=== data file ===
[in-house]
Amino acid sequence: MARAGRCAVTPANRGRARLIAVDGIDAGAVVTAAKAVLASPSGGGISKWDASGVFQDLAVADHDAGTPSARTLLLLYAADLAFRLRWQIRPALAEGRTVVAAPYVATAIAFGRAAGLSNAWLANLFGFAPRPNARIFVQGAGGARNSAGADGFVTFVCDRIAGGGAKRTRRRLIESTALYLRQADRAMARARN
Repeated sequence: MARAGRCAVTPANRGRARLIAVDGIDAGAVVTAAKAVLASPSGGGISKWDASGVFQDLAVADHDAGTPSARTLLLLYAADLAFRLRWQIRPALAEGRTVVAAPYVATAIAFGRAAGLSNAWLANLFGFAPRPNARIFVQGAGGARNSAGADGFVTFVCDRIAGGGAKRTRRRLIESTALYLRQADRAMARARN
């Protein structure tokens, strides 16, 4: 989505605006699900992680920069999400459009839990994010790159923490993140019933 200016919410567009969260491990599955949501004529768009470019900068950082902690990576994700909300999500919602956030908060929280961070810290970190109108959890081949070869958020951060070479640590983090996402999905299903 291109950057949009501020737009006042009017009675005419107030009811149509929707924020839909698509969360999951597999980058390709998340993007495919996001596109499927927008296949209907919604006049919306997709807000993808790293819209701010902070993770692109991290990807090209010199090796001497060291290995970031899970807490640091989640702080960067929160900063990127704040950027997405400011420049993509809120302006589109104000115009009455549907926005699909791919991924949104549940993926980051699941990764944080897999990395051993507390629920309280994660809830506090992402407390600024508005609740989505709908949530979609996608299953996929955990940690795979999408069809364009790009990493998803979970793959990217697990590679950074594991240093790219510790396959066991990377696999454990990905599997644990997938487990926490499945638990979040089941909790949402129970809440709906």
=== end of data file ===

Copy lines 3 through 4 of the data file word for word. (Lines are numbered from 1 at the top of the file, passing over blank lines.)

Repeated sequence: MARAGRCAVTPANRGRARLIAVDGIDAGAVVTAAKAVLASPSGGGISKWDASGVFQDLAVADHDAGTPSARTLLLLYAADLAFRLRWQIRPALAEGRTVVAAPYVATAIAFGRAAGLSNAWLANLFGFAPRPNARIFVQGAGGARNSAGADGFVTFVCDRIAGGGAKRTRRRLIESTALYLRQADRAMARARN
């Protein structure tokens, strides 16, 4: 989505605006699900992680920069999400459009839990994010790159923490993140019933 200016919410567009969260491990599955949501004529768009470019900068950082902690990576994700909300999500919602956030908060929280961070810290970190109108959890081949070869958020951060070479640590983090996402999905299903 291109950057949009501020737009006042009017009675005419107030009811149509929707924020839909698509969360999951597999980058390709998340993007495919996001596109499927927008296949209907919604006049919306997709807000993808790293819209701010902070993770692109991290990807090209010199090796001497060291290995970031899970807490640091989640702080960067929160900063990127704040950027997405400011420049993509809120302006589109104000115009009455549907926005699909791919991924949104549940993926980051699941990764944080897999990395051993507390629920309280994660809830506090992402407390600024508005609740989505709908949530979609996608299953996929955990940690795979999408069809364009790009990493998803979970793959990217697990590679950074594991240093790219510790396959066991990377696999454990990905599997644990997938487990926490499945638990979040089941909790949402129970809440709906």